Farmer help: Minister praises bank with 'social conscience'
FARMERS facing drought are being offered greater financial flexibility, with the country's largest agricultural lender relaxing its rules around repaying loans.
Agriculture Minister David Littleproud is urging others to follow suit, encouraging farmers to "vote with their wallets" and tell banks who refuse to "bugger off".
Farm management deposits allow farmers to remove money from their taxable income during good years to later use during tough times.
The National Australia Bank has announced it will allow farmers to offset these deposits against their loans.
The NAB will also no longer charge penalty interest payments on farmers who fall into debt on their loans.
Rural Bank has until now been the only lender to allow the FMD offset since laws were changed to allow the practice in 2016.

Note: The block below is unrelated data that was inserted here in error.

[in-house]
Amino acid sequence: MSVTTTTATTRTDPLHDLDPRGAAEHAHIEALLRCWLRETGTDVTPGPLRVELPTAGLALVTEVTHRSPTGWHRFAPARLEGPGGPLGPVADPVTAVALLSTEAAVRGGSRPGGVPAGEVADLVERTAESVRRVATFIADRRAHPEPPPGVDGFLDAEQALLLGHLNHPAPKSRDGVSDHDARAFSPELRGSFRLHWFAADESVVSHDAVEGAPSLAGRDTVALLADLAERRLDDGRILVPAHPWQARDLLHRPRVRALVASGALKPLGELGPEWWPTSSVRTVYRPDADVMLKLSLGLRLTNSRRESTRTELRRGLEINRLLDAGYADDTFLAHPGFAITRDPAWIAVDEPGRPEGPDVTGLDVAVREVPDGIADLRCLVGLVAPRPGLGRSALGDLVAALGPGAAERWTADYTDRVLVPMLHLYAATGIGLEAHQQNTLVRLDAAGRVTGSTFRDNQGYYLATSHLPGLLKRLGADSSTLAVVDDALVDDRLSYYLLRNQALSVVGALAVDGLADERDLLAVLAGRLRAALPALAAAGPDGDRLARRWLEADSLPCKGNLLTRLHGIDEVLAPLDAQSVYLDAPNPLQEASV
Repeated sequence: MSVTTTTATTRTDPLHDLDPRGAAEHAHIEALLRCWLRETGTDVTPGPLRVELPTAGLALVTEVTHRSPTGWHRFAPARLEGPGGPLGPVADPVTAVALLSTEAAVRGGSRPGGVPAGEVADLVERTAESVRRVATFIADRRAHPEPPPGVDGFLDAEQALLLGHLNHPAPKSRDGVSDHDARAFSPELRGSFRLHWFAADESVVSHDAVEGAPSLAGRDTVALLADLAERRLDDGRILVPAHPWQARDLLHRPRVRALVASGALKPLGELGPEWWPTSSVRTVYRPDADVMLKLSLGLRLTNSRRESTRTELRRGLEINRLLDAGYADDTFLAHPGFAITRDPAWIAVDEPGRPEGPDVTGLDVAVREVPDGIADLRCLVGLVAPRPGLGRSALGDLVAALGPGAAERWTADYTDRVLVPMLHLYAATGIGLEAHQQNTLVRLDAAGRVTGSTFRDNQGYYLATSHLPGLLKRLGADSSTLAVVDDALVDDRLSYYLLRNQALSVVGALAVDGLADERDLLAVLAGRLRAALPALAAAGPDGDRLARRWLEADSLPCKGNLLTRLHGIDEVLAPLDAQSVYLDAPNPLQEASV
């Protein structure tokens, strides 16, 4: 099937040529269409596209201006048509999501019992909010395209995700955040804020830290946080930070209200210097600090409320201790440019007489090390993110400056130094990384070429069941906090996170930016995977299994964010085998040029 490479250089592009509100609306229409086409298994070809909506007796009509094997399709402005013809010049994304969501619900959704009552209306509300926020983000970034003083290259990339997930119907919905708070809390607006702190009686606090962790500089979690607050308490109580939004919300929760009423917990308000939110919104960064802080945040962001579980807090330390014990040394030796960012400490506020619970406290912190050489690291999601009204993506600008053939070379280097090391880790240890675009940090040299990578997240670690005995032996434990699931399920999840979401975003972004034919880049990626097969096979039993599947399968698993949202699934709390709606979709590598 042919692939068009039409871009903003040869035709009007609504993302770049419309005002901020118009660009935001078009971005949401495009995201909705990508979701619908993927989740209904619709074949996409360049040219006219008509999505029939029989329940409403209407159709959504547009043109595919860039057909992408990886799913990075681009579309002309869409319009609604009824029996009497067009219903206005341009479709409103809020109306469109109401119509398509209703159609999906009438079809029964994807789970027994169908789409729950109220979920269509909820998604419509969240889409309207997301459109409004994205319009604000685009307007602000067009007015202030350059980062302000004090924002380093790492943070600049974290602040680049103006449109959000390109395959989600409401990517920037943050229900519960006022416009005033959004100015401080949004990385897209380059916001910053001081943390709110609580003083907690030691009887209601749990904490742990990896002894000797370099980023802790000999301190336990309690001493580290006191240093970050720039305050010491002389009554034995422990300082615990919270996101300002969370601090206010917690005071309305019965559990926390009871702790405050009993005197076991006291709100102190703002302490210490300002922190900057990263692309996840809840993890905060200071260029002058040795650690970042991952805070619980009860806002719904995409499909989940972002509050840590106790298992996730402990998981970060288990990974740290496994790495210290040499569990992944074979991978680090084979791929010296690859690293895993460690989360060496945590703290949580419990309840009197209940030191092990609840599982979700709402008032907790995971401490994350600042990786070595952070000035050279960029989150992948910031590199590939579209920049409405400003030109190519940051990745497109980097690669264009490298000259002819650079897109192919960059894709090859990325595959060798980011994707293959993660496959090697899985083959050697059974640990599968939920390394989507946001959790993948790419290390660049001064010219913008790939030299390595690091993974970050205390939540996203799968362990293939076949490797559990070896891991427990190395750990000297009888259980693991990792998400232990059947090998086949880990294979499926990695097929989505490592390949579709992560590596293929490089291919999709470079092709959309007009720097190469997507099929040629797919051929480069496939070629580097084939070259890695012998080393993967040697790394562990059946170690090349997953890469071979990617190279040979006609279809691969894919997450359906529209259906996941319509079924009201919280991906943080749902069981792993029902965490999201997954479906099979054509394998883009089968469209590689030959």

One in three farmers bank with NAB, meaning the other big banks will face increased pressure to join them in making the change.
"This is an investment in agriculture's future and farmers can now vote with their wallets. I hope other Aussie banks follow NAB's lead and get on board," Mr Littleproud said todat.
"If you're a farmer whose bank doesn't offer an FMD offset, you can tell them to bugger off because there are banks now which do."
Mr Littleproud tore shreds off the foreign-owned Rabo bank for "turning up its nose" at Australian farmers last week by ruling out an FMD offset product.
"You have to ask how serious that bank is about agriculture in Australia. It's fantastic an Aussie owned bank has shown a social conscience and led from the front," the minister said.
Mr Littleproud also wants other banks to follow NAB on removing penalty interest payments for farmers in drought, urging lenders to reassess the practice more broadly.
"I don't think the charge truly reflects the cost to the bank. It's really a kick in the guts when someone's down, which isn't the Australian way," he said.